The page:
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Sunday, June 17, 2007

Files link governor to lynchings in '40s

Seems to be a trend lately to investigate old crimes. Unlike yesterday where I reported a story as a civil rights era crime, this came just a decade before the civil rights movement began in earnest. This crime was about how in the state of Georgia politics played a role in a lynching.

And that first sentence to this post, please don't be offended. I'm not knocking it at all because even after all these year the couples who were lynched deserve justice. This should give you one indication as to why things like this happened in those days...
Newly released files from the lynching of two black couples more than 60 years ago contain a disturbing revelation: The FBI investigated suspicions that a three-term governor of Georgia sanctioned the murders to sway rural white voters in a tough election campaign.

The 3,725 pages obtained under the Freedom of Information Act do not make conclusions about the still-unsolved killings at Moore's Ford Bridge in 1946. But they raise the possibility that Eugene Talmadge's politics may have been a factor when a white mob dragged the couples from a car, tied them to a tree and opened fire.

''I'm not surprised . . . historians over the years have concluded the violently racist tone of his 1946 campaign may have been indirectly responsible for the violence that came at Moore's Ford,'' said Robert Pratt, a University of Georgia history professor who has studied the case. ''It's fair to say he's one of the most virulently racist governors the state has ever had.''
Talmadge, who died just months after his 1946 election to a fourth term, dominated Georgia politics in the 1930s and 1940s with a mix of racism and pocketbook populism.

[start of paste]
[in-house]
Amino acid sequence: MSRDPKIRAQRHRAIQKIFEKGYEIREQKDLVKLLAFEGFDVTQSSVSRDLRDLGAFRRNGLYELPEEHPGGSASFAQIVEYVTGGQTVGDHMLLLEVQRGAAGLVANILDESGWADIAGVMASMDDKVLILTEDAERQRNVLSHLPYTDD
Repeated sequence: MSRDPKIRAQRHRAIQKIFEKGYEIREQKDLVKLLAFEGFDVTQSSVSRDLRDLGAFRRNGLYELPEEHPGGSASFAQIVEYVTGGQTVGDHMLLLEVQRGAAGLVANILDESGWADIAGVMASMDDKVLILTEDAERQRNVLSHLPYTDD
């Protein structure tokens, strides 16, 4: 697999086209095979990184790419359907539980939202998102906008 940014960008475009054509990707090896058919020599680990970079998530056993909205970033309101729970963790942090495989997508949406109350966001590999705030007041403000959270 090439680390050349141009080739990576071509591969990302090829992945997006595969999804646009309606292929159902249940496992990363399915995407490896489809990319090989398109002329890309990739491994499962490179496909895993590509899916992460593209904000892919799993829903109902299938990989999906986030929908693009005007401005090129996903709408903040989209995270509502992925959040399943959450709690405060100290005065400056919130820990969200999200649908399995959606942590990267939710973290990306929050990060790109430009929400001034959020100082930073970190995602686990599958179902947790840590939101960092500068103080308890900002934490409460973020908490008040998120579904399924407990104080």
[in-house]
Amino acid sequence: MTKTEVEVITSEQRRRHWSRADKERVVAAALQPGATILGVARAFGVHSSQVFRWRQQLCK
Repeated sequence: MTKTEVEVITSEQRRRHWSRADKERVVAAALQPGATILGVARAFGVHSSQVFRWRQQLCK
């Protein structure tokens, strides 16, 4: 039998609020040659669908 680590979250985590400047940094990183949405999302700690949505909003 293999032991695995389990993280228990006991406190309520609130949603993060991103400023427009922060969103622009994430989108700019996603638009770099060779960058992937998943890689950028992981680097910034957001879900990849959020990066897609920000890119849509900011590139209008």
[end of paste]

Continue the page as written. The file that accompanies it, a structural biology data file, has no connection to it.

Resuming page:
He came under FBI scrutiny because of a visit he made to the north Georgia town of Monroe two days before the Democratic gubernatorial primary and a day after a racial incident there, a fight in which a black sharecropper stabbed and wounded a white farmer. The sharecropper was one of the four who would be lynched.

In a report sent to FBI Director J. Edgar Hoover, the agent in charge of the investigation said Talmadge met with George Hester, the brother of the stabbed farmer. Citing an unconfirmed witness statement, the agent said Talmadge offered immunity to anyone ''taking care of negro.''

While the agent dismissed the notion of Talmadge's involvement as ''unbelievable,'' he said it merited investigation.

Other memos raised suspicions that state employees could even have been active participants in the lynching.

FBI agents took note of the political stakes. Talmadge faced a tough challenge in the Democratic primary -- then tantamount to the general election -- and Walton County was up for grabs.

Talmadge won the county by about 200 votes, with overwhelming support from the area where the Hester family lived.

In the FBI memo to Hoover, the agent cited the opinion of Monroe's assistant police chief, Ed Williamson, who had spotted Talmadge meeting in front of the Walton County Courthouse with the brother of the stabbed farmer.

''The opinion on Mr. Williamson's part was that this conversation between Talmadge and Hester probably resulted in the Blasingame District going very definitely in the Talmadge column,'' read the memo.

Votes from small rural counties played a crucial role in Georgia's elections then because primaries were decided by a ''county unit system,'' similar to the Electoral College. Talmadge's challenger, James V. Carmichael, received the most popular votes but lost the election.
As I made the block quote I left out how the grandson of the accused lyncher defended his grandfather, not believing that he was involved. Or at least saying that he doesn't think his grandfather was involved saying that he'd feel sorry for those who do.

So as it was stated in the article it was politics. Politics was a driving force in the days of the civil rights movement with such people as George Wallace in Alabama. If the trend said to fight the civil rights movement then a lot of politicians around the South did exactly that. Even allowed for the brutal methods of releasing dogs on marchers and allowing the police to beat the marchers.

Of course I should note that politics wasn't always a motivation. Perhaps I should find other cases where this is true.

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